In the Great Lakes area, Indigenous peoples cultivated corn, beans and squash, which enabled them to live in larger groups, in the longhouses built from trees covered by elm bark. Dugout and sometimes elm bark canoes were used along the waterways. For winter, they had to gather and preserve the food they had grown and supplement it with hunting. Baskets and many other containers were made to store food in the longhouses.
In the Prairies, Indigenous peoples relied mostly on the buffalo for survival. The buffalo was everything: food, medicine, and tools, and the hides were used for clothes, blankets and tepees. Even canoes were made from buffalo skins. Snowshoes and sleds were also needed during winter. During summer, Indigenous peoples travelled with the help of dogs and travois (a frame pulled by dogs to transport teepees and other possessions). Later, when horses arrived, most of the Plains peoples relied on them for buffalo hunting or for moving their villages from one location to another.
The Northwest Coast was another distinct geography requiring Indigenous peoples to develop survival techniques adapted to local resources, environments and conditions. Some groups depended on the resources from the ocean and estuaries, while others in the interior hunted, fished in rivers and gathered food. The large cedar and redwood trees provided material for large houses, for carving totems and dugout ocean canoes, making boxes, tools, blankets and clothing. People hunted whales, seal, eulachon, salmon and gathered shellfish. Ceremonies were made to honour neighbouring chiefs bestowing them with gifts at potlatches.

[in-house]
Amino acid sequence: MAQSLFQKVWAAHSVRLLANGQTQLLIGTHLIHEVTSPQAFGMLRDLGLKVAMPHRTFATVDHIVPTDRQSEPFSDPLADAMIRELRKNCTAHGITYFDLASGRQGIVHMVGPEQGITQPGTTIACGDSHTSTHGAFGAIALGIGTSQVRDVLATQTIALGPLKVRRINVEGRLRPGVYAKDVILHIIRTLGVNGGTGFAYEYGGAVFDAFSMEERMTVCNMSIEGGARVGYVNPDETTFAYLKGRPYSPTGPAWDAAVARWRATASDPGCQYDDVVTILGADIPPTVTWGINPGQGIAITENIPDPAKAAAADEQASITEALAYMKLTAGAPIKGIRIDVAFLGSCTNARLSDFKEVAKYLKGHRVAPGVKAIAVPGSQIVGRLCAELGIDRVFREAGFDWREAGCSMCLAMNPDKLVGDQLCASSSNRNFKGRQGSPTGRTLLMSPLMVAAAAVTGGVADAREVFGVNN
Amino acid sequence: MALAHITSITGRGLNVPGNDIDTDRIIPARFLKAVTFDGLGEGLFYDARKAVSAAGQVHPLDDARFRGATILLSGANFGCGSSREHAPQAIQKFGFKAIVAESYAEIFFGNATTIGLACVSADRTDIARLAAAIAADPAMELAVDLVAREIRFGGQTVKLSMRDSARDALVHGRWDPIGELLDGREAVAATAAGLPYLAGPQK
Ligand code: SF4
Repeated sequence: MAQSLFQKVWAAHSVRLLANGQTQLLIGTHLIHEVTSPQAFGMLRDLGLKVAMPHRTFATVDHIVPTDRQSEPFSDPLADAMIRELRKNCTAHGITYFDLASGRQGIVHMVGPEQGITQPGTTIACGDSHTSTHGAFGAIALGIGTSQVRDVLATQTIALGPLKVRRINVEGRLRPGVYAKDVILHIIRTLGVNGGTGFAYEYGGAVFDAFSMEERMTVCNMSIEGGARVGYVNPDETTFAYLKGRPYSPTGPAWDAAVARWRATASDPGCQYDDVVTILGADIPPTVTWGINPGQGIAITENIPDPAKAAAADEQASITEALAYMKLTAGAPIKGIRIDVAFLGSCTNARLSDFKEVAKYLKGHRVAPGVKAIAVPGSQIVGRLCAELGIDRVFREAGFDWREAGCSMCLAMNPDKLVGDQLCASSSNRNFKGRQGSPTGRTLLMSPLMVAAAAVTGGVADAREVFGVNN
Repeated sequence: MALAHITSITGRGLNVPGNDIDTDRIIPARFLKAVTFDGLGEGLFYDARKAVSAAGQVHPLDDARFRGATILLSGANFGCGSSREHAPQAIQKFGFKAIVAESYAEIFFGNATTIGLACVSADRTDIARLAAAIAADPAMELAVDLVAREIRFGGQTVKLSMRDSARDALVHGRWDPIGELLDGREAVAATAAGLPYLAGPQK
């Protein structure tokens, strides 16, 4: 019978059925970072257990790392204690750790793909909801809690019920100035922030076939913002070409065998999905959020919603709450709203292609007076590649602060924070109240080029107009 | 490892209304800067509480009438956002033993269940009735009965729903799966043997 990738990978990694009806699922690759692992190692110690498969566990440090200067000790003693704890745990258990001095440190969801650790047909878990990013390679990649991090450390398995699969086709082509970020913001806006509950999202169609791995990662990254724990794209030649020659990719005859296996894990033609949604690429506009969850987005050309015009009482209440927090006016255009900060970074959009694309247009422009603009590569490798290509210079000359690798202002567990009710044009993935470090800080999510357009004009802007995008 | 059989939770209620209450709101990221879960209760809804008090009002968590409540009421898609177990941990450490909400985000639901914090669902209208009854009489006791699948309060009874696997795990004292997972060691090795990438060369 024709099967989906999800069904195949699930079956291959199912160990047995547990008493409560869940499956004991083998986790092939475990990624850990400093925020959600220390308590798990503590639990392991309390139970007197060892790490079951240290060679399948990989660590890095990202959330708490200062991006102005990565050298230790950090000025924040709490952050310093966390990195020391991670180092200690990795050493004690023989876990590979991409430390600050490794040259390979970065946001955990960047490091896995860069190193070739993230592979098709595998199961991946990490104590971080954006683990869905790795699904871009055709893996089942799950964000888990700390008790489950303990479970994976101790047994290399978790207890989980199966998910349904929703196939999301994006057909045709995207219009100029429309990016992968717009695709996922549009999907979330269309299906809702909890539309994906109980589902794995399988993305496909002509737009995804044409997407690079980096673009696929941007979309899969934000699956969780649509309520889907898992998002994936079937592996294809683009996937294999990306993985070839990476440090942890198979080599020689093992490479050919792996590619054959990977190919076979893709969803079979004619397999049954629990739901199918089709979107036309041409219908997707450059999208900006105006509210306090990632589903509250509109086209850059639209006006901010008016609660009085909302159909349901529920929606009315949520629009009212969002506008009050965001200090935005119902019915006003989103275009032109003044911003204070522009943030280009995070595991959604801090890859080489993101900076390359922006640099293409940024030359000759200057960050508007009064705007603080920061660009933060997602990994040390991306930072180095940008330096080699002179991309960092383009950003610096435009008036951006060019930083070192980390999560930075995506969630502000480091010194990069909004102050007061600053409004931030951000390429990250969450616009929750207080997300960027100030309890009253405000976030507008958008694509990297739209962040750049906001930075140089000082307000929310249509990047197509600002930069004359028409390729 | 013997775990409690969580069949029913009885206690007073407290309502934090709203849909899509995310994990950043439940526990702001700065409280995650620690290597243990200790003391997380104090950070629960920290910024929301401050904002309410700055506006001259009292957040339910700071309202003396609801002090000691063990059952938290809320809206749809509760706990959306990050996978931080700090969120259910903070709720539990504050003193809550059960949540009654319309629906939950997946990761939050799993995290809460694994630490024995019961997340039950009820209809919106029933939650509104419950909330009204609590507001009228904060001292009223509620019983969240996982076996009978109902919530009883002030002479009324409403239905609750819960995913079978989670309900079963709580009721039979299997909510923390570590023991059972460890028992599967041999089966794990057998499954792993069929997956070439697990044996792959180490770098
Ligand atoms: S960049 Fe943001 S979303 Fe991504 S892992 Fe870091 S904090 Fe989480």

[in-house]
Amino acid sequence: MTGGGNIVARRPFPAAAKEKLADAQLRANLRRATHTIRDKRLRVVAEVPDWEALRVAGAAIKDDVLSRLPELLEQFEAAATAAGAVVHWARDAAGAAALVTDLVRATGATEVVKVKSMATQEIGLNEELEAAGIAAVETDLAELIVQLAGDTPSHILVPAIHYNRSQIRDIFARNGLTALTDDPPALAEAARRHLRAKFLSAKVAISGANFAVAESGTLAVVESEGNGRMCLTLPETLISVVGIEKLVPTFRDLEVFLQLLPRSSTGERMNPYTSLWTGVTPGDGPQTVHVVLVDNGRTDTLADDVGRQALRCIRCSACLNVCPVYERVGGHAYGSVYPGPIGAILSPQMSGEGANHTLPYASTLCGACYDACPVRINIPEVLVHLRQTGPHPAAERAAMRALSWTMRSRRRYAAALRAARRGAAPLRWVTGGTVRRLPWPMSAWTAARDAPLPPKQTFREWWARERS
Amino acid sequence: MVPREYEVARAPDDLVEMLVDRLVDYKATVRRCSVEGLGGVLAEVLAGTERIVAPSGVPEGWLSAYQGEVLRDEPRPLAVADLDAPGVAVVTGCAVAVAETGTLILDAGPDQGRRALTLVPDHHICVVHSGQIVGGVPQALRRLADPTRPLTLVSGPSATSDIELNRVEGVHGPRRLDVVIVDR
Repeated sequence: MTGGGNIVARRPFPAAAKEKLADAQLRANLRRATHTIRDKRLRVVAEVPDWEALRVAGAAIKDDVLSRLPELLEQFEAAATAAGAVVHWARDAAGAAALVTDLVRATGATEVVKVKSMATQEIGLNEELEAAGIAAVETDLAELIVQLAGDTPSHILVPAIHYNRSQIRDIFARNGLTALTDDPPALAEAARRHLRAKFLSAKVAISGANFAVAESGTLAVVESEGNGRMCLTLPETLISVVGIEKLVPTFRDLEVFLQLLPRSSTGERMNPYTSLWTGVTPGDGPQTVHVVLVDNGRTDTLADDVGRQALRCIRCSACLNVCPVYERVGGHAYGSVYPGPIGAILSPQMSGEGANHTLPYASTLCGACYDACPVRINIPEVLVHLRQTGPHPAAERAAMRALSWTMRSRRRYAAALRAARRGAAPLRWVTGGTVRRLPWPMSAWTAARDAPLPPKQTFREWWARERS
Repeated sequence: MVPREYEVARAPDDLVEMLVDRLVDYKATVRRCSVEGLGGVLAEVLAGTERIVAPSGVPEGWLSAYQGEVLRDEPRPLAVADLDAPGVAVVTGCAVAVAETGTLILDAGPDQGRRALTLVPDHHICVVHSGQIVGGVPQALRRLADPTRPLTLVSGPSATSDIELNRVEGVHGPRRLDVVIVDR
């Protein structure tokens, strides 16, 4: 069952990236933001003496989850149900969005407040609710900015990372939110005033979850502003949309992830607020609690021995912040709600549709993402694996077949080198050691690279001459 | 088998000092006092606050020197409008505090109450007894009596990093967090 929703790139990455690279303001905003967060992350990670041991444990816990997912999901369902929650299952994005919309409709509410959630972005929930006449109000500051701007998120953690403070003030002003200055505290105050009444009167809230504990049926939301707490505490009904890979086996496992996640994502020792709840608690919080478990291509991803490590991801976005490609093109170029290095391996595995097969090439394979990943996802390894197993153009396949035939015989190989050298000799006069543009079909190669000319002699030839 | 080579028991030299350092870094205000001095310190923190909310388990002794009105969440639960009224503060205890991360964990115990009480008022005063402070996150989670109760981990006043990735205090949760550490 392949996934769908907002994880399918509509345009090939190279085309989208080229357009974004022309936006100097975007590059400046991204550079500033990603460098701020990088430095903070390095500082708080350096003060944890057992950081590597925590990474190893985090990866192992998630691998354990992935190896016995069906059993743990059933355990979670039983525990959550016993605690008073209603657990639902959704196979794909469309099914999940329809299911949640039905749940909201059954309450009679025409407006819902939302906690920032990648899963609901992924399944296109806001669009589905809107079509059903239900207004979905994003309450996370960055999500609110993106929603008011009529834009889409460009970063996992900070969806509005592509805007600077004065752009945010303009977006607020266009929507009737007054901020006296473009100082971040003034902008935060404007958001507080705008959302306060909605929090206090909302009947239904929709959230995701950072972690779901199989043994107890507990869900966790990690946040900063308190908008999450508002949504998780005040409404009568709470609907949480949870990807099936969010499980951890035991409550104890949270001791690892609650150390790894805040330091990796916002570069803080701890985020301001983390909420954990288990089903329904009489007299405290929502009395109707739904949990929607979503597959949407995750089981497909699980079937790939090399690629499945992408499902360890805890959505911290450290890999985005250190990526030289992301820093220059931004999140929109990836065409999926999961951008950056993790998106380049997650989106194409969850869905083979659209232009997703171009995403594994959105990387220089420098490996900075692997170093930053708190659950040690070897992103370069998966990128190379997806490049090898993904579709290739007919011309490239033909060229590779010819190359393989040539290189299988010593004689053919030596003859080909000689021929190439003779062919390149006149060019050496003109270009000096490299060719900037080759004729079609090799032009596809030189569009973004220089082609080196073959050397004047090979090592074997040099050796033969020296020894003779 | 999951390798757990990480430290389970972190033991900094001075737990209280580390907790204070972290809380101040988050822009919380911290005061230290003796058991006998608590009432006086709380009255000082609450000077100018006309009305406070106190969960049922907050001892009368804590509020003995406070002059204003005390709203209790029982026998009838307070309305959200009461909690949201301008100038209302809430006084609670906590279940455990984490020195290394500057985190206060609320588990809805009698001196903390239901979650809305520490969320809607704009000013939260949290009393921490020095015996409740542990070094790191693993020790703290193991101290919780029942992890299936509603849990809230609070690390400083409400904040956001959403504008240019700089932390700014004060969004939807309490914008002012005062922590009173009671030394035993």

In all the geo-cultural areas, each Indigenous group developed their languages from their intimate interaction with the land, all living entities and their patterns of survival. The Inuit people have many words to describe the snow while people of the coastal areas have many words to describe sea conditions. The ability to recognize and specify weather patterns played a major role in hunting and fishing.
A Pow-wow at the 2006 Winter Festival Regina Campus, First Nations University of Canada
Credit: Tina Pelletier, photographer
Courtesy of First Nations University of Canada
Indigenous peoples have been developing ways of knowing through observing, living and traveling the land and waterways in North America for thousands of years. The peoples who lived here, long before the Vikings landed about 1000 AD, had a deep understanding and a sacred connection (through ceremonies) to the land, water and all living entities, and thus were able to develop their cultures. Their successful survival strategies are the result of careful long-term observation and negotiation with their environment, made up of very different ecologies. Besides oral tradition, archaeological sites in Nova Scotia and the Yukon Territories attest that the Indigenous peoples have been there for over 11,000 years.
Stephen Augustine, Hereditary Chief, Mi’Kmaq Grand Council
Stephen Augustine, is a Curator of Ethnology for Eastern Maritimes, in the Ethnology Services Division of the Canadian Museum of Civilization, in Gatineau/Ottawa. His Master’s degree thesis in Canadian Studies from Carleton University focused on traditional knowledge and ways of learning. He also holds a BA in Anthropology and Political Science from St. Thomas University in New Brunswick. Recently, he has been accredited as an expert witness in various court cases involving Aboriginal access to resources in the Maritimes and is recognized for his knowledge of oral history, ethno-history and of the treaties in the region. As a hereditary chief on the Mi’Kmaq Grand Council and through Elders’ training from an early age, Stephen J. Augustine has acquired a thorough knowledge of traditional practices, his language and the history of his people.